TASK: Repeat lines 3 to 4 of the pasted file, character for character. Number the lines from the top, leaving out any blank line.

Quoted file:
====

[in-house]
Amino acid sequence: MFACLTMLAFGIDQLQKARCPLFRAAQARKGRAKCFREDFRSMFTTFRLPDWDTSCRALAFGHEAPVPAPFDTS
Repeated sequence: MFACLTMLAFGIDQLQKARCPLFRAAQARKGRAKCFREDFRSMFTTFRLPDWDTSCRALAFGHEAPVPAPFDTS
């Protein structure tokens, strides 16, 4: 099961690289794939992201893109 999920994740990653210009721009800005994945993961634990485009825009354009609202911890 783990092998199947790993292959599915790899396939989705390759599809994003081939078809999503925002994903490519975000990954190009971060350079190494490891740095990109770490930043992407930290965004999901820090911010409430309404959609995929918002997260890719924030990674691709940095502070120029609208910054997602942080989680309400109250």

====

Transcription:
Repeated sequence: MFACLTMLAFGIDQLQKARCPLFRAAQARKGRAKCFREDFRSMFTTFRLPDWDTSCRALAFGHEAPVPAPFDTS
């Protein structure tokens, strides 16, 4: 099961690289794939992201893109 999920994740990653210009721009800005994945993961634990485009825009354009609202911890 783990092998199947790993292959599915790899396939989705390759599809994003081939078809999503925002994903490519975000990954190009971060350079190494490891740095990109770490930043992407930290965004999901820090911010409430309404959609995929918002997260890719924030990674691709940095502070120029609208910054997602942080989680309400109250």